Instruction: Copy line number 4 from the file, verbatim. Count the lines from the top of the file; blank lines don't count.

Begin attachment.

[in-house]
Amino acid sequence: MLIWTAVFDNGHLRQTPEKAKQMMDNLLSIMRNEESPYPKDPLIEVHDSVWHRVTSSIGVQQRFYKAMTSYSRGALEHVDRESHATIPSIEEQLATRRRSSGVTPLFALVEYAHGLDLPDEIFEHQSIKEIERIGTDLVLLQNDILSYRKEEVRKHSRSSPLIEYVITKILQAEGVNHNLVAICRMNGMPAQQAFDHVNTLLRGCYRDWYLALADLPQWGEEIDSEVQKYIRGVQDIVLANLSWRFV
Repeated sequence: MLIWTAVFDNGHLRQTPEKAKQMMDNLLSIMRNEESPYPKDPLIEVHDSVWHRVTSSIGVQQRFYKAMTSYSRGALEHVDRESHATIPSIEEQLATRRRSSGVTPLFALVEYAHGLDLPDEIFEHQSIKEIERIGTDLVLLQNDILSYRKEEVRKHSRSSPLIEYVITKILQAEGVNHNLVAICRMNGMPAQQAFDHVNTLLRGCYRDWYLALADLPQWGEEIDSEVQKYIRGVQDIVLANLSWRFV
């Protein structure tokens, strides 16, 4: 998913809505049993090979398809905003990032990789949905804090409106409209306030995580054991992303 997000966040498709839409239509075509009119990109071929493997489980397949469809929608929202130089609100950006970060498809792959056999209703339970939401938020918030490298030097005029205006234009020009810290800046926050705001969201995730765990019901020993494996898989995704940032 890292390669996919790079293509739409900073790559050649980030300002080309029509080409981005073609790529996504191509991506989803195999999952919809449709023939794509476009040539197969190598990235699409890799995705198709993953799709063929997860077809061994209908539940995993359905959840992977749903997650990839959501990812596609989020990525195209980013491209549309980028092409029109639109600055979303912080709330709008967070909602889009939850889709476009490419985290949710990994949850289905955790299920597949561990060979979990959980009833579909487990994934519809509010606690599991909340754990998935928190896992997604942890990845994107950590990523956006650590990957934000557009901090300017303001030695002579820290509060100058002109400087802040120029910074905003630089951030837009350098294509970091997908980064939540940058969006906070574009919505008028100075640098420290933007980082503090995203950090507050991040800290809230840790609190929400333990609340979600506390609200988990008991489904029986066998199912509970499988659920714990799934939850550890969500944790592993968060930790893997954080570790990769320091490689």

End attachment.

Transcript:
């Protein structure tokens, strides 16, 4: 998913809505049993090979398809905003990032990789949905804090409106409209306030995580054991992303 997000966040498709839409239509075509009119990109071929493997489980397949469809929608929202130089609100950006970060498809792959056999209703339970939401938020918030490298030097005029205006234009020009810290800046926050705001969201995730765990019901020993494996898989995704940032 890292390669996919790079293509739409900073790559050649980030300002080309029509080409981005073609790529996504191509991506989803195999999952919809449709023939794509476009040539197969190598990235699409890799995705198709993953799709063929997860077809061994209908539940995993359905959840992977749903997650990839959501990812596609989020990525195209980013491209549309980028092409029109639109600055979303912080709330709008967070909602889009939850889709476009490419985290949710990994949850289905955790299920597949561990060979979990959980009833579909487990994934519809509010606690599991909340754990998935928190896992997604942890990845994107950590990523956006650590990957934000557009901090300017303001030695002579820290509060100058002109400087802040120029910074905003630089951030837009350098294509970091997908980064939540940058969006906070574009919505008028100075640098420290933007980082503090995203950090507050991040800290809230840790609190929400333990609340979600506390609200988990008991489904029986066998199912509970499988659920714990799934939850550890969500944790592993968060930790893997954080570790990769320091490689």